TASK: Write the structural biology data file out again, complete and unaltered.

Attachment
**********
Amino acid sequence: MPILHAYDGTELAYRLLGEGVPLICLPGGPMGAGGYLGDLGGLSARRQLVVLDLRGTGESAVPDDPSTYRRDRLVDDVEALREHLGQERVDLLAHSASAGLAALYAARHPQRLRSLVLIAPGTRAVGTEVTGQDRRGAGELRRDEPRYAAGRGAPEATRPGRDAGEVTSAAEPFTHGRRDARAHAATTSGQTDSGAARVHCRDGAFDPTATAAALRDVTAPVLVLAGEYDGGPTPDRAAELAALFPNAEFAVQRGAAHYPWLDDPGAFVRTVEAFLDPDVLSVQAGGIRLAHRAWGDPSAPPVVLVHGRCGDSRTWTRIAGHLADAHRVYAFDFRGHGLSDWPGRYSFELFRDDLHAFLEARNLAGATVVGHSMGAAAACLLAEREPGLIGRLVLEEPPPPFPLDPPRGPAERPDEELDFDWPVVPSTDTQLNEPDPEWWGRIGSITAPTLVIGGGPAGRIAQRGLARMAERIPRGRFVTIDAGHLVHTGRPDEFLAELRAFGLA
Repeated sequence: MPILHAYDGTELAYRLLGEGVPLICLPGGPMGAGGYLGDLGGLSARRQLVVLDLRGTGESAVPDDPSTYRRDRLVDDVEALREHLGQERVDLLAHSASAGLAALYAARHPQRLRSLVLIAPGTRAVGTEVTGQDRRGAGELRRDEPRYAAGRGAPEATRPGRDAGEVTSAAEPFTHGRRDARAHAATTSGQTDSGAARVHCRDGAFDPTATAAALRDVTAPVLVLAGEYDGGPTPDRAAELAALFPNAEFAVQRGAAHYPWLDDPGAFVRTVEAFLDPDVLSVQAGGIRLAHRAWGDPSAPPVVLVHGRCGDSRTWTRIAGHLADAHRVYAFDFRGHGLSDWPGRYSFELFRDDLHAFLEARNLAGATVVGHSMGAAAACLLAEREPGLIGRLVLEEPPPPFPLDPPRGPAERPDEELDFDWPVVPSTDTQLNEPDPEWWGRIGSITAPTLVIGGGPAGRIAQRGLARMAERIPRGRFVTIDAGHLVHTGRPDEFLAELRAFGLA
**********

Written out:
Amino acid sequence: MPILHAYDGTELAYRLLGEGVPLICLPGGPMGAGGYLGDLGGLSARRQLVVLDLRGTGESAVPDDPSTYRRDRLVDDVEALREHLGQERVDLLAHSASAGLAALYAARHPQRLRSLVLIAPGTRAVGTEVTGQDRRGAGELRRDEPRYAAGRGAPEATRPGRDAGEVTSAAEPFTHGRRDARAHAATTSGQTDSGAARVHCRDGAFDPTATAAALRDVTAPVLVLAGEYDGGPTPDRAAELAALFPNAEFAVQRGAAHYPWLDDPGAFVRTVEAFLDPDVLSVQAGGIRLAHRAWGDPSAPPVVLVHGRCGDSRTWTRIAGHLADAHRVYAFDFRGHGLSDWPGRYSFELFRDDLHAFLEARNLAGATVVGHSMGAAAACLLAEREPGLIGRLVLEEPPPPFPLDPPRGPAERPDEELDFDWPVVPSTDTQLNEPDPEWWGRIGSITAPTLVIGGGPAGRIAQRGLARMAERIPRGRFVTIDAGHLVHTGRPDEFLAELRAFGLA
Repeated sequence: MPILHAYDGTELAYRLLGEGVPLICLPGGPMGAGGYLGDLGGLSARRQLVVLDLRGTGESAVPDDPSTYRRDRLVDDVEALREHLGQERVDLLAHSASAGLAALYAARHPQRLRSLVLIAPGTRAVGTEVTGQDRRGAGELRRDEPRYAAGRGAPEATRPGRDAGEVTSAAEPFTHGRRDARAHAATTSGQTDSGAARVHCRDGAFDPTATAAALRDVTAPVLVLAGEYDGGPTPDRAAELAALFPNAEFAVQRGAAHYPWLDDPGAFVRTVEAFLDPDVLSVQAGGIRLAHRAWGDPSAPPVVLVHGRCGDSRTWTRIAGHLADAHRVYAFDFRGHGLSDWPGRYSFELFRDDLHAFLEARNLAGATVVGHSMGAAAACLLAEREPGLIGRLVLEEPPPPFPLDPPRGPAERPDEELDFDWPVVPSTDTQLNEPDPEWWGRIGSITAPTLVIGGGPAGRIAQRGLARMAERIPRGRFVTIDAGHLVHTGRPDEFLAELRAFGLA